Authors: Stephen Sondheim & Hugh Wheeler
At: Greenhouse Theater Center, 2257 N. Lincoln Ave. Tickets: 773-404-7336 or GreenhouseTheater.org; $25-35. Runs through: July 8
Musicals are the brazen flirt at the party who charms the room with memorized banter and a killer look, buttressed with layers of shapewear. Or, they are the keynote speaker, insisting to a flock of junior executives that they too can achieve wealth and success with a little elbow grease.
Musicals want you to forget the hard work and precision that it takes to craft a production like Boho Theatre's A Little Night Music. However, with this intimate staging, director Linda Fortunado and music director Tom Vendafreddo invite audiences to take a magnifying glass to observe the cracks in their evening's plaster.
So much credit is due to the workhorse cast, amazing chamber quartet and artistic team who clearly put their whole hearts into a lively night of humor, intrigue, and sadness. We may clearly see the buttress at times, but this ensemble is no stranger to musical theater's other secret weapon: a good song can make your audience forget flubs and dropped lines in an instant.
It's 1900, and Fredrik ( Peter Robel ), his young, still-virginal new wife Anne ( Rachel Guth ) and moody adult son Henrik ( Jordan Dell Harris ) are all stuck under one roof, in a state of perpetual romantic frustration. When Fredrik's old flame Desiree ( Kelli Harrington ), a renowned stage actor, appears and gladly obliges to a tryst, their indiscretion leads to social chaos. Word gets out to Desiree's other lover, count Carl-Magnus ( Christopher Davis ), his unhappy wife Charlotte ( Stephanie Stockstill ) and back to a devastated Anne. Desiree's mother Madame Armfeldt ( Marguerite Mariama ) and teen daughter Fredrika ( Isabelle Roberts ) sign on for a leisurely gathering at their sprawling estate, intended to clear the air between Fredrik and Desiree, but when everyone else gets wind of it, the whole house of cards threatens to flutter into oblivion.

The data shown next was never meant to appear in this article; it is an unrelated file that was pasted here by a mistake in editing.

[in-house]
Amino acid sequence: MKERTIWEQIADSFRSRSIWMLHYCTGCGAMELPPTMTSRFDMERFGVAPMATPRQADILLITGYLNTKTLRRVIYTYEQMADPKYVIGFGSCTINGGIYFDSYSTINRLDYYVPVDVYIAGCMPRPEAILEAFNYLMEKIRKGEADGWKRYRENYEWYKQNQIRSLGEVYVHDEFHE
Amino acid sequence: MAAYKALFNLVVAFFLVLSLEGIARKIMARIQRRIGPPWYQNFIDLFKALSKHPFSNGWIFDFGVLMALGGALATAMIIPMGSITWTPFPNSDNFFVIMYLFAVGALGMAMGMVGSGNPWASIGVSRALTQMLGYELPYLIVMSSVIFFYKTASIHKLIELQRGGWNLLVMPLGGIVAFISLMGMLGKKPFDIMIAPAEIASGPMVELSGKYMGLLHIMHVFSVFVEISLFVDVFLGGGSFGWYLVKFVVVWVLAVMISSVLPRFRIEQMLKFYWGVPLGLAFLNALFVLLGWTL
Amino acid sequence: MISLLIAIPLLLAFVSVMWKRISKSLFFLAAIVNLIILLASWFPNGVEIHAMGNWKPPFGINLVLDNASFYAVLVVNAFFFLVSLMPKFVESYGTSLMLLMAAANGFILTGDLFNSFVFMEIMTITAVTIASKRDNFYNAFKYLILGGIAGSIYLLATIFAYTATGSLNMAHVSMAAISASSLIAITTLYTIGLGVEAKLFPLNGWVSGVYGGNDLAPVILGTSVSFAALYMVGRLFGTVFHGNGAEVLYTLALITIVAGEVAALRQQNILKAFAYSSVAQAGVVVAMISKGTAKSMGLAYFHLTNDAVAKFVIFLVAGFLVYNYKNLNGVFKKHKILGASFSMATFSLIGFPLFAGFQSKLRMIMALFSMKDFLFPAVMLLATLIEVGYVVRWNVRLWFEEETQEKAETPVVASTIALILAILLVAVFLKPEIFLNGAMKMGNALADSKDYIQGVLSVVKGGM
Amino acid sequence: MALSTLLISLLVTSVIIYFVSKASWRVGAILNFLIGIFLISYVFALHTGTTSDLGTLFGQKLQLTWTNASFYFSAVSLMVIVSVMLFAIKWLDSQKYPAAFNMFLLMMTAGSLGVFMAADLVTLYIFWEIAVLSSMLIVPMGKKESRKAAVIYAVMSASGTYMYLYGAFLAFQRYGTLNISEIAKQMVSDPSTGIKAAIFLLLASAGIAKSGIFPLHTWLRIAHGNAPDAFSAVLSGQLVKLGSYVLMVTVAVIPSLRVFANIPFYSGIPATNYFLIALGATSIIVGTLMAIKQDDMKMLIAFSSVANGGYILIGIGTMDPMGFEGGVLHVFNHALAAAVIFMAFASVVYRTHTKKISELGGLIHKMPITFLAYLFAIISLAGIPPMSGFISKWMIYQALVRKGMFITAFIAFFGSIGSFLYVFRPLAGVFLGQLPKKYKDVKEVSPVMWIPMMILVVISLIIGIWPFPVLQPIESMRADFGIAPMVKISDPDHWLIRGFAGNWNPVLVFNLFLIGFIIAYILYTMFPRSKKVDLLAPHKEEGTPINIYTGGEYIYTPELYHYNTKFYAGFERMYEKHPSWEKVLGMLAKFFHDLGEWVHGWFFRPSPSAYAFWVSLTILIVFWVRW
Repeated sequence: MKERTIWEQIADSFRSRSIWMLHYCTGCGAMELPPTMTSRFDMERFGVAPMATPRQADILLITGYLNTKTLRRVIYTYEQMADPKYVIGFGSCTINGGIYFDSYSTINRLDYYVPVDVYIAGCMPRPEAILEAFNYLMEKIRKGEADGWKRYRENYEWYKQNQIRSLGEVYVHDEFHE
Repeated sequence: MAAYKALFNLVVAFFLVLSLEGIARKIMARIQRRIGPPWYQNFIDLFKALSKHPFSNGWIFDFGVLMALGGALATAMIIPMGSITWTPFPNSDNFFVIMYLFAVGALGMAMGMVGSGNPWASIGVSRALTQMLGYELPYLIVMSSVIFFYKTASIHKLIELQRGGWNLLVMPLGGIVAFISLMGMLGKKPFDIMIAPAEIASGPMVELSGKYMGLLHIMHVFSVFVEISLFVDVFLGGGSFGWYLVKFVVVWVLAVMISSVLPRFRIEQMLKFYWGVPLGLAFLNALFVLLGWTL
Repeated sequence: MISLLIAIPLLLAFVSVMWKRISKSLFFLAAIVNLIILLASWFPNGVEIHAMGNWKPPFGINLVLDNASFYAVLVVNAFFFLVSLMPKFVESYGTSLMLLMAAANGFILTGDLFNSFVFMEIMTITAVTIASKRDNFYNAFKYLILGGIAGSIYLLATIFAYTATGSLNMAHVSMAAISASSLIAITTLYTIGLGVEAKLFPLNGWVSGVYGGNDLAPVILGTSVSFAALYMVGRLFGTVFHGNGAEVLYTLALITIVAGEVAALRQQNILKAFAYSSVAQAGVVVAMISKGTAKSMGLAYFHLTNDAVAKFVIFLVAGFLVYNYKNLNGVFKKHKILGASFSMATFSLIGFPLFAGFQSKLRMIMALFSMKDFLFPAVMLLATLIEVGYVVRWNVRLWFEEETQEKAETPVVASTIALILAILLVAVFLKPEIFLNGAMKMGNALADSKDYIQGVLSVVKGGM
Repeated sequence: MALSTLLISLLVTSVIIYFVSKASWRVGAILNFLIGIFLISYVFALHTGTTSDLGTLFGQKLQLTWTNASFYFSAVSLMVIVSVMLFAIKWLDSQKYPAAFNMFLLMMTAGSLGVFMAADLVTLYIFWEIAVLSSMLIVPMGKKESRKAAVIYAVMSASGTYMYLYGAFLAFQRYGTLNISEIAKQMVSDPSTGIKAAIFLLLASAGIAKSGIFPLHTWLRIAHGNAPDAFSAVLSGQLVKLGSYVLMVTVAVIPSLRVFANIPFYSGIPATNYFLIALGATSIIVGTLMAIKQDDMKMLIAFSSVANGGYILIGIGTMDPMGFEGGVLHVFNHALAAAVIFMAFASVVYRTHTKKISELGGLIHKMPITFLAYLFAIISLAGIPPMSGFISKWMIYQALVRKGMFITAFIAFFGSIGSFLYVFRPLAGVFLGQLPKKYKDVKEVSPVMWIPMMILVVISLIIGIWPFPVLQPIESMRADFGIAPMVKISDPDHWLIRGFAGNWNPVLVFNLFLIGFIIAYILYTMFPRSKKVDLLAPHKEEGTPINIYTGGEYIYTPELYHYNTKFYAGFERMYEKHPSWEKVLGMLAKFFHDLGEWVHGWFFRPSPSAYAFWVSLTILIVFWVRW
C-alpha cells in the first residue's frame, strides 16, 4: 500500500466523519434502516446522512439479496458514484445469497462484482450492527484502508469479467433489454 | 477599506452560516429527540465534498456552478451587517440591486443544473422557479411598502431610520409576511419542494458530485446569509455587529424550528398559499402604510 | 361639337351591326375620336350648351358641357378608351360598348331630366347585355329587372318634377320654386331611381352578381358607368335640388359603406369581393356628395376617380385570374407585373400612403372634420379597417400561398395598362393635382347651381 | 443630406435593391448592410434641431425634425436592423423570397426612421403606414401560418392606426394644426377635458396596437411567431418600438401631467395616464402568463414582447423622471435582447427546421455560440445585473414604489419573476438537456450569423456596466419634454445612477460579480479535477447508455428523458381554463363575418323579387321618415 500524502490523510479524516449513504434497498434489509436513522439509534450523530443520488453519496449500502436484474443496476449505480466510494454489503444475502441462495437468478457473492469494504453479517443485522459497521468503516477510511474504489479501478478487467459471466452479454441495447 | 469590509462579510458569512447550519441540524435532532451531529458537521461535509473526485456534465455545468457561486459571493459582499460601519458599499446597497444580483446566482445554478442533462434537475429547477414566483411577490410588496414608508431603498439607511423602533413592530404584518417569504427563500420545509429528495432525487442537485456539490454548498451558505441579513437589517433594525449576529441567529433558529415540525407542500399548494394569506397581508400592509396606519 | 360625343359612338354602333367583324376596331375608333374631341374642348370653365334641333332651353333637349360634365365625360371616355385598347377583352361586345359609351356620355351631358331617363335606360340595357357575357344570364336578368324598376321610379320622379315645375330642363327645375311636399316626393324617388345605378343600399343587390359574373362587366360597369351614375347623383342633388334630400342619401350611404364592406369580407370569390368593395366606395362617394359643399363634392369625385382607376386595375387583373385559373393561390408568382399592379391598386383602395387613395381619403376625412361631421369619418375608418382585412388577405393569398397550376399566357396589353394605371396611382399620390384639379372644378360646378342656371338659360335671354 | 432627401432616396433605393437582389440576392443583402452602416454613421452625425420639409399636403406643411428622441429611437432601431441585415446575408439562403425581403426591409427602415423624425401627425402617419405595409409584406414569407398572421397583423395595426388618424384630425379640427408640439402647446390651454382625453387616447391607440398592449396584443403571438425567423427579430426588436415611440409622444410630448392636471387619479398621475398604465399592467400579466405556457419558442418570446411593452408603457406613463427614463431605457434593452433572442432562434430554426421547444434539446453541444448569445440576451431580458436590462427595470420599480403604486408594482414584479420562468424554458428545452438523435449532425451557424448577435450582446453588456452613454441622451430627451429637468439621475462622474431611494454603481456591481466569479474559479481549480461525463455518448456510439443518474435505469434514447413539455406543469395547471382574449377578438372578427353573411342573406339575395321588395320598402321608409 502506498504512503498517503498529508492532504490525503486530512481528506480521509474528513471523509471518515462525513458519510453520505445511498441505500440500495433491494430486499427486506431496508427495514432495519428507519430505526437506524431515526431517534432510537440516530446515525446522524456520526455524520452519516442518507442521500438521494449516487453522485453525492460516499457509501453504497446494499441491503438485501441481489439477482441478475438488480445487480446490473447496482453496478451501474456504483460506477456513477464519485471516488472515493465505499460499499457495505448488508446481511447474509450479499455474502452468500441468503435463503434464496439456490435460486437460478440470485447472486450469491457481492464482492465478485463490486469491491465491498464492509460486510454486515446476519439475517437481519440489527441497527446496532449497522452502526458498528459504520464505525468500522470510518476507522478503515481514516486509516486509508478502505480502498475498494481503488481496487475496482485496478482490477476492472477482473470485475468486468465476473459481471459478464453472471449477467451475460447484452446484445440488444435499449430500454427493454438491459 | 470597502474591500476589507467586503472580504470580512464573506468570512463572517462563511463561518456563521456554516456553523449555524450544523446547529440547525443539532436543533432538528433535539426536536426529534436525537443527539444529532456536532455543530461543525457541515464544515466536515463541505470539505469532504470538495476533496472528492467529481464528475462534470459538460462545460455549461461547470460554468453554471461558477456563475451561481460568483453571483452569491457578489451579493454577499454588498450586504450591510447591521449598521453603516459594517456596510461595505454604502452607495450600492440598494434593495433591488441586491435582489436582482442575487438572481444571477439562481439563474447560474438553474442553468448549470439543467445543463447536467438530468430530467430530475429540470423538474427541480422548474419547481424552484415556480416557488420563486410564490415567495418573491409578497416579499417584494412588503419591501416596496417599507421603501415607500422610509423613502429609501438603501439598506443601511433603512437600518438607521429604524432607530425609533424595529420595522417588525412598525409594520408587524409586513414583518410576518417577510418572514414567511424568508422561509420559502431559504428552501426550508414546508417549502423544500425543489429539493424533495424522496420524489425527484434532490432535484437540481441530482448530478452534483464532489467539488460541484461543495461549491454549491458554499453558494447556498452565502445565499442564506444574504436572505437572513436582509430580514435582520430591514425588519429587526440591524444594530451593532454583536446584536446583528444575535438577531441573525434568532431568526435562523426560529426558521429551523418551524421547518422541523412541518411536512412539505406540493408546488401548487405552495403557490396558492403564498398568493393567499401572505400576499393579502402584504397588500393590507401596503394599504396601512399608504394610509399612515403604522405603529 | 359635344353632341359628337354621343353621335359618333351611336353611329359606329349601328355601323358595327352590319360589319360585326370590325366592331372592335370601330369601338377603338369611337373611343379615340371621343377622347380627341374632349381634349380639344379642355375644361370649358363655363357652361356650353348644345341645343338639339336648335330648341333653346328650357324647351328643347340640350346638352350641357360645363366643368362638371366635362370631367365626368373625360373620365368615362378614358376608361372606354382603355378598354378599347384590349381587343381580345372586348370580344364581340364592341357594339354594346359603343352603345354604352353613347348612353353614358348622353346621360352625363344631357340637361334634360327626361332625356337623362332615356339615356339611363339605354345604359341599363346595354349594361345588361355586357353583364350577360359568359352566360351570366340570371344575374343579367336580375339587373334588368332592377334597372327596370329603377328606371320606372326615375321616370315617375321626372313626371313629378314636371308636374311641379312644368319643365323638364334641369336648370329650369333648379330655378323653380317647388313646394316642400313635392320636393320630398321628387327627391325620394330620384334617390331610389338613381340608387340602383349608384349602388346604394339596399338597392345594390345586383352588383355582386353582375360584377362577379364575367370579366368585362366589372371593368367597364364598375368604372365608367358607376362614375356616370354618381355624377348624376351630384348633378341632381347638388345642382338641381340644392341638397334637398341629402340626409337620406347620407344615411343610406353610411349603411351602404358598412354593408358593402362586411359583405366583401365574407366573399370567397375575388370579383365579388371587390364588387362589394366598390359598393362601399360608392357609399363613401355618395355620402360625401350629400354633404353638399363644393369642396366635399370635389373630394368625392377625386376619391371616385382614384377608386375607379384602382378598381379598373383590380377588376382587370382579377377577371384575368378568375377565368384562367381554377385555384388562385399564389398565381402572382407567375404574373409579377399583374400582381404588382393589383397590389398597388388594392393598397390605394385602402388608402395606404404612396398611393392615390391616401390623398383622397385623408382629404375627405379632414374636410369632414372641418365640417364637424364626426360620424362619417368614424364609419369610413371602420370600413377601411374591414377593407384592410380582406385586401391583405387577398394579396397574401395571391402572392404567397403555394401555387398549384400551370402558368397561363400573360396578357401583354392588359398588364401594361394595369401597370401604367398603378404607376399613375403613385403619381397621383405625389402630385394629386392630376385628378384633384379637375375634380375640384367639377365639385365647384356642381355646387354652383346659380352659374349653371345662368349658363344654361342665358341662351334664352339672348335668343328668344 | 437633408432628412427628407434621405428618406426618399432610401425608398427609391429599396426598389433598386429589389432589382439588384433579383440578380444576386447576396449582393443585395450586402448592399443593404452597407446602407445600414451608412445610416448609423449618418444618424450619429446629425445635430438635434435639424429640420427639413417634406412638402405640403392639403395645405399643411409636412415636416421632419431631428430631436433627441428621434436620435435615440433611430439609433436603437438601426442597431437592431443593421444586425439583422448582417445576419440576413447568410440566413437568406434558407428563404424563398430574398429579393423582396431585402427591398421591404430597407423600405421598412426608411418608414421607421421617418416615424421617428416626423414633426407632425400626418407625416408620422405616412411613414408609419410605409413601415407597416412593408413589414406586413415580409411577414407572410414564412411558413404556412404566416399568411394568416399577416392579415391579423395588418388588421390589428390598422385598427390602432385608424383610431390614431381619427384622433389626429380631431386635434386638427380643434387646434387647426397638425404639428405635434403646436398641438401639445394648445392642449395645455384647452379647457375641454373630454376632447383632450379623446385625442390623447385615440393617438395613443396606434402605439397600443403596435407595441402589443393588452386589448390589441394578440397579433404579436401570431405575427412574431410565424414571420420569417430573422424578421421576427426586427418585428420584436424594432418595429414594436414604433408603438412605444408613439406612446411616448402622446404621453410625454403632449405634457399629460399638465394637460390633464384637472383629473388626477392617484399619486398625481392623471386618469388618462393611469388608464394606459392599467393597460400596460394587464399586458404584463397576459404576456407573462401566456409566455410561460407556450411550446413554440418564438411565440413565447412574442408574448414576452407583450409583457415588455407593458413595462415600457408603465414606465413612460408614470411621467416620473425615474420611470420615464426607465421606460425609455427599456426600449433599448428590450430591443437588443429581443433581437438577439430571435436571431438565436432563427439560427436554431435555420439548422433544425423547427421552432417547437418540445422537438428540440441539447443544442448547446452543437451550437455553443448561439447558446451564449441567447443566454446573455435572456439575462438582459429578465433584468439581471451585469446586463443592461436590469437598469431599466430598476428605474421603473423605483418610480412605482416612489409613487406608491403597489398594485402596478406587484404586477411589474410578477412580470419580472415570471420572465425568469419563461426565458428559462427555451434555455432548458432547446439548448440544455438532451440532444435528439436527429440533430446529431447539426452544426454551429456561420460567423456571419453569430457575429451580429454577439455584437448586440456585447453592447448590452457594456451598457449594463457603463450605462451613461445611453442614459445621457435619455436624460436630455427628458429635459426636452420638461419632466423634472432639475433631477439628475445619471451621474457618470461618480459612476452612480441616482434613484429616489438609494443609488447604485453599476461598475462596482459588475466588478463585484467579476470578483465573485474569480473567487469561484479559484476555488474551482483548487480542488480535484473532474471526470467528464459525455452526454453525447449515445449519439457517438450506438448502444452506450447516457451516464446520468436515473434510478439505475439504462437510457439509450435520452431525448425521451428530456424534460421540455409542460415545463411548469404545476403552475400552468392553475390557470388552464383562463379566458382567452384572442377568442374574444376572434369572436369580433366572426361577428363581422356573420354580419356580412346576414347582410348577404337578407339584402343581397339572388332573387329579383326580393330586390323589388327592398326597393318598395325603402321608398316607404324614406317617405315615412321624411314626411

For the casual degradation they receive in the libretto, the women of A Little Night Music do the heavy lifting and transporting of audience spirits. Kelli Harrington, though younger than you'd expect, is magnetic as Desiree. Rachel Guth brings more layers to ground a typically flighty Anne, and I've never understood Charlotte so well as I have from Stephanie Stockstill's aching yet hilarious performance. As Madame Armfeldt, Marguerite Mariama keeps things very quiet and understated, which has the power to make you lean in closer.
What tipped the scales for me was the very effective, inclusive and somewhat sexually fluid chorus featuring Nicole Besa, Rachel Klippel, Emily Goldberg, Lazaro Estrada and Ross Matsuda. And I'd be lax if I didn't mention Teressa LaGamba as Petra, who can deliver a rousing pep talk to any crotch, regardless of gender. Their bursts of joy power through the dull moments that could use sharpening.